About 57 percent of women in UNLV’s study reported no negative effects from ingesting placenta. The most commonly reported negative experience revolved around the pill's taste and the "ick" factor of consuming placenta.

Ultimately, UNLV researchers hope to resolve this debate by conducting the world's first definitive study on the effectiveness of placenta pills — a sort of placebo versus placenta study.To that end, Benyshek and Young are analyzing the nutrient and hormone content of the human placenta and testingthe best ways to prepare it for human consumption.

Eventually, they hope to discover what, if anything, makes the placenta so potent a remedy for the baby blues, and whether there are any risks involved.

"We hope to have some empirical data that can actually inform what sort of effects human placenta can have," Benyshek said.

"It may in fact be that there are benefits and risks we don't know about. Maybe it's benign. Any of these are possible.


"UNLV Study Highlights

*.UNLV researchers surveyed 189 women who had ingested their placenta after the birth of at least one child. The survey was conducted between October and November of 2010.

*.Demographics of survey respondents:

*.• 91 percent were from the U.S.

*.• 93 percent were white

*.• 90 percent were married

*.• 58 percent reported a household income over $50,000 a year

*.Top positive self-reported effects of placentophagy:

*.• Improved mood

*.• Increased energy

*.• Improved lactation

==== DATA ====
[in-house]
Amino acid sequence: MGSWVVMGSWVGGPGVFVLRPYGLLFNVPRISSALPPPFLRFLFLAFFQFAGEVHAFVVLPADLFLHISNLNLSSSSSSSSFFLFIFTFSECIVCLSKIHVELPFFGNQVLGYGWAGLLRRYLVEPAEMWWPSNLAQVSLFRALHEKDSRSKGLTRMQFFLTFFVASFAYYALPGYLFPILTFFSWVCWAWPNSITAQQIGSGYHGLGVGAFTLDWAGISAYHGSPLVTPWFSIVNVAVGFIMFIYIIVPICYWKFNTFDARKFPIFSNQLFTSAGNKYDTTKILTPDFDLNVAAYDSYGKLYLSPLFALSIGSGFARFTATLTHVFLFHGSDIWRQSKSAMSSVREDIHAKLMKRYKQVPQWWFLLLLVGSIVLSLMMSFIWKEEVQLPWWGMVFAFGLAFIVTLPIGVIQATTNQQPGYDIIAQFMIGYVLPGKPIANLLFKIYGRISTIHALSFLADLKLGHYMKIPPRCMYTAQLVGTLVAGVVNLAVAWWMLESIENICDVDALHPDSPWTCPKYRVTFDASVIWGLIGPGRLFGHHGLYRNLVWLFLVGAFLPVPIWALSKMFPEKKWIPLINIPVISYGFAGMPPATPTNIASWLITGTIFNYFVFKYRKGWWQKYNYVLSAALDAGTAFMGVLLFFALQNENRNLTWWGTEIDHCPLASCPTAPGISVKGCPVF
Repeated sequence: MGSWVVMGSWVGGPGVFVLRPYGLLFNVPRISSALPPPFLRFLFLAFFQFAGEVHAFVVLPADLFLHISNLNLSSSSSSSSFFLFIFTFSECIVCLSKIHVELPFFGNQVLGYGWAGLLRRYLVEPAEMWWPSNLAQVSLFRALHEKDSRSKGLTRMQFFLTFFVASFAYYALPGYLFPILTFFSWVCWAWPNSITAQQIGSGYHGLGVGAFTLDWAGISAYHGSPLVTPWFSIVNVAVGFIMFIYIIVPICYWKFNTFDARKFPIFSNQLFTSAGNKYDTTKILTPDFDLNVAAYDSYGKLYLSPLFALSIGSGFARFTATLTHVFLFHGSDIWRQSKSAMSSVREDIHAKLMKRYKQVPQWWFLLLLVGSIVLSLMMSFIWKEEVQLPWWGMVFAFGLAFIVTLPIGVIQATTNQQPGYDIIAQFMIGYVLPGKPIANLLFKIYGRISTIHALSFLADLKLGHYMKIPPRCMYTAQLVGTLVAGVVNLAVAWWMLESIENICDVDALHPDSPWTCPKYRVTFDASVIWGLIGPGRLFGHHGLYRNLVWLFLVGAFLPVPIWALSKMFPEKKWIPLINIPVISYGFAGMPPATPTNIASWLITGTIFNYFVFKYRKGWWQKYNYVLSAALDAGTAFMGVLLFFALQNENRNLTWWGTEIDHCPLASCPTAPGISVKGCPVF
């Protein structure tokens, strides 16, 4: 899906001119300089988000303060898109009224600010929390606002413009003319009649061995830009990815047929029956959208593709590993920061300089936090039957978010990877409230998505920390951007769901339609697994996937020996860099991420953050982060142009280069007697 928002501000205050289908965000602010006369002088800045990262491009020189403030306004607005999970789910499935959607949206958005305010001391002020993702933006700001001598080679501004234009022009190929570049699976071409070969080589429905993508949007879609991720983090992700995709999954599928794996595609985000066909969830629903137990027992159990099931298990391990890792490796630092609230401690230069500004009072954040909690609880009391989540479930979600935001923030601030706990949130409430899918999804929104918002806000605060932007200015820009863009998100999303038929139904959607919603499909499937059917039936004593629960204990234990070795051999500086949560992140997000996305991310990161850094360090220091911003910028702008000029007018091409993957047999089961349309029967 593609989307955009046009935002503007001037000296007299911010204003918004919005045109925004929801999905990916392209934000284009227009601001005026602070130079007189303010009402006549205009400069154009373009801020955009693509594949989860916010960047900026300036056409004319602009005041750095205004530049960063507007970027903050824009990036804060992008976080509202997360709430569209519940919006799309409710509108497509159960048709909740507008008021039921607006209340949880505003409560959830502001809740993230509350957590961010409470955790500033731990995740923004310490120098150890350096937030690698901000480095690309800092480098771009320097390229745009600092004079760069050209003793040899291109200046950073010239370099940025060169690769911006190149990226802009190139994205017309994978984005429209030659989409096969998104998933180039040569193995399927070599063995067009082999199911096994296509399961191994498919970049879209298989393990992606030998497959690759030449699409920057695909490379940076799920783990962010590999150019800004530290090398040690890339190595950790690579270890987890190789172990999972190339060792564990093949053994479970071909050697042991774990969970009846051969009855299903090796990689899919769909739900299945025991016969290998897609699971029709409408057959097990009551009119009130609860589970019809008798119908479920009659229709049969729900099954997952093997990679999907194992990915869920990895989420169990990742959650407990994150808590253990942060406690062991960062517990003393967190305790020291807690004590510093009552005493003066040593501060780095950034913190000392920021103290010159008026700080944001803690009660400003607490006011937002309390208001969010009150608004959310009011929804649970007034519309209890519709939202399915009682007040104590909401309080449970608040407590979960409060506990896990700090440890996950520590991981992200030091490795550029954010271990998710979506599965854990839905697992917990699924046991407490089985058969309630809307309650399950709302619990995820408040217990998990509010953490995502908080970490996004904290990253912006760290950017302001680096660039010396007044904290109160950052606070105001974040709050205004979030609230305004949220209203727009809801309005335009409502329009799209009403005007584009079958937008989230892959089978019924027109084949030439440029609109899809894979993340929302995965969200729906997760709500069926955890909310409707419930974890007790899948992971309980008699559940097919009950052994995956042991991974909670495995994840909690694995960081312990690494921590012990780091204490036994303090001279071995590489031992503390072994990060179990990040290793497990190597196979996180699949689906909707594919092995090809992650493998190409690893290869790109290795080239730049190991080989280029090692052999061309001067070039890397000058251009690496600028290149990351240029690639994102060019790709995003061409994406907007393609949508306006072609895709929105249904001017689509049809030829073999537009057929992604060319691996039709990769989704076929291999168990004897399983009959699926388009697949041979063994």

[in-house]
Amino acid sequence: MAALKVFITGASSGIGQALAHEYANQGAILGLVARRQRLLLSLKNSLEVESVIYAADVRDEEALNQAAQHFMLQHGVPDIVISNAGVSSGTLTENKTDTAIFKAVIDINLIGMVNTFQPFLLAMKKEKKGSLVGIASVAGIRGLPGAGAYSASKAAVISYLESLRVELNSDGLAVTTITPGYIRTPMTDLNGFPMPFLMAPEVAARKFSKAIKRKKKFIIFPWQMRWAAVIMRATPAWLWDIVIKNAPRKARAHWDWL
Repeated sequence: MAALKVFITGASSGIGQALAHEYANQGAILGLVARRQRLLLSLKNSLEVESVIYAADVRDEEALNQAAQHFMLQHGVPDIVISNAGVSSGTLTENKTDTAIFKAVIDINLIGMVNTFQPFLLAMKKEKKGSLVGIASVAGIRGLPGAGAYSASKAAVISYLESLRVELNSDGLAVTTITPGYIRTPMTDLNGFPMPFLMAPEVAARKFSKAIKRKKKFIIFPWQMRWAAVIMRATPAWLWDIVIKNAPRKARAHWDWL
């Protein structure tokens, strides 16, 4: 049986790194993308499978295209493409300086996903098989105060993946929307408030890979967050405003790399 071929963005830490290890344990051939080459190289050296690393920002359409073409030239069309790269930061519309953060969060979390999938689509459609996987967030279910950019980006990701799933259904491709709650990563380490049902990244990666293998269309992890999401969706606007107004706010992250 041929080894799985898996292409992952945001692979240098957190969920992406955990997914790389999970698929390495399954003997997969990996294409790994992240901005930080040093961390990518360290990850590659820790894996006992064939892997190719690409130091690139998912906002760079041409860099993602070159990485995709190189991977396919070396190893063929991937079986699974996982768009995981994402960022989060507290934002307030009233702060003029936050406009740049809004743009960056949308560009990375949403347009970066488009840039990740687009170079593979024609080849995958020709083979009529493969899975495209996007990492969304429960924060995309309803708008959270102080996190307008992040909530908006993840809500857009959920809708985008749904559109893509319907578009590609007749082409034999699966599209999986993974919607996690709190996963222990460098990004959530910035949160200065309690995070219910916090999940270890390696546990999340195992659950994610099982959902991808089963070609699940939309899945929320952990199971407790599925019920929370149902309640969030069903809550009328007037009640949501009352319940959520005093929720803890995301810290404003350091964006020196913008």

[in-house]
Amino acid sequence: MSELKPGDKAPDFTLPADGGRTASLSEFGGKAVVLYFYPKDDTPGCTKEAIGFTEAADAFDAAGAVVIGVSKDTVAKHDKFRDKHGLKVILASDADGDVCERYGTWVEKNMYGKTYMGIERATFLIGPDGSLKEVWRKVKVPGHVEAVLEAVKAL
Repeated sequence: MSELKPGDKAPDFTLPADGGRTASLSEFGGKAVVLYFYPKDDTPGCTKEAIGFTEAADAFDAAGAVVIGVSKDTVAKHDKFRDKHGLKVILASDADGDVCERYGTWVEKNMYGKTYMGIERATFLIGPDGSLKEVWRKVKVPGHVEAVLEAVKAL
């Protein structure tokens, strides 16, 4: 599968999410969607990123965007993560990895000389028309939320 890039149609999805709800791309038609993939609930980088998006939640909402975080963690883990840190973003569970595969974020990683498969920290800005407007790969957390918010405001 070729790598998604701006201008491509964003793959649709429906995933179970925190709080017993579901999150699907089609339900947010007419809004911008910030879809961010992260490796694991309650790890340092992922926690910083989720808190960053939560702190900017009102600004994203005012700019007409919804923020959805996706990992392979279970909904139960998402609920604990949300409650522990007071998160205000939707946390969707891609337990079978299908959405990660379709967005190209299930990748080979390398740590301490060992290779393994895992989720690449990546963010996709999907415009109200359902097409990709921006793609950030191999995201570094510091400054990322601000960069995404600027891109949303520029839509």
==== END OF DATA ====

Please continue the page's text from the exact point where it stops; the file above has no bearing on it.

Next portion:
*.Top negative self-reported side effects of placentophagy:

*.• Unpleasant burping

*.• Headaches

*.• Unappealing taste or smell

Source: http://www.lasvegassun.com/news/2013/mar/01/unlv-researchers-author-first-ever-scholarly-repor/

ICM VIRTUAL INTERNATIONAL DAY OF THE MIDWIFE ANNOUNCEMENT.

The Virtual International Day of the Midwife (VIDM) celebrates the International Day of the Midwife by bringing midwives, students,
consumers and all parties interested in childbirth from across the globe together using online electronic media.


This FREE ONLINE CONFERENCE starts 10AM, 5th of May, New Zealand time: http://tinyurl.com/q33yw3u and features speakers such as Frances Day-Stirk and Barbara Katz Rothman. The program runs for 24 hours and has presenters from all over the world covering a range of clinical,
professional and international topics.


Recordings of the sessions will be freely available on our website after the conference.

For full information, please go to the VIDM 2014 website: http://www.vidm.org

If you have any queries about the conference or how to use the technology, please contact
the conference organisers:

Email: info@vidm.org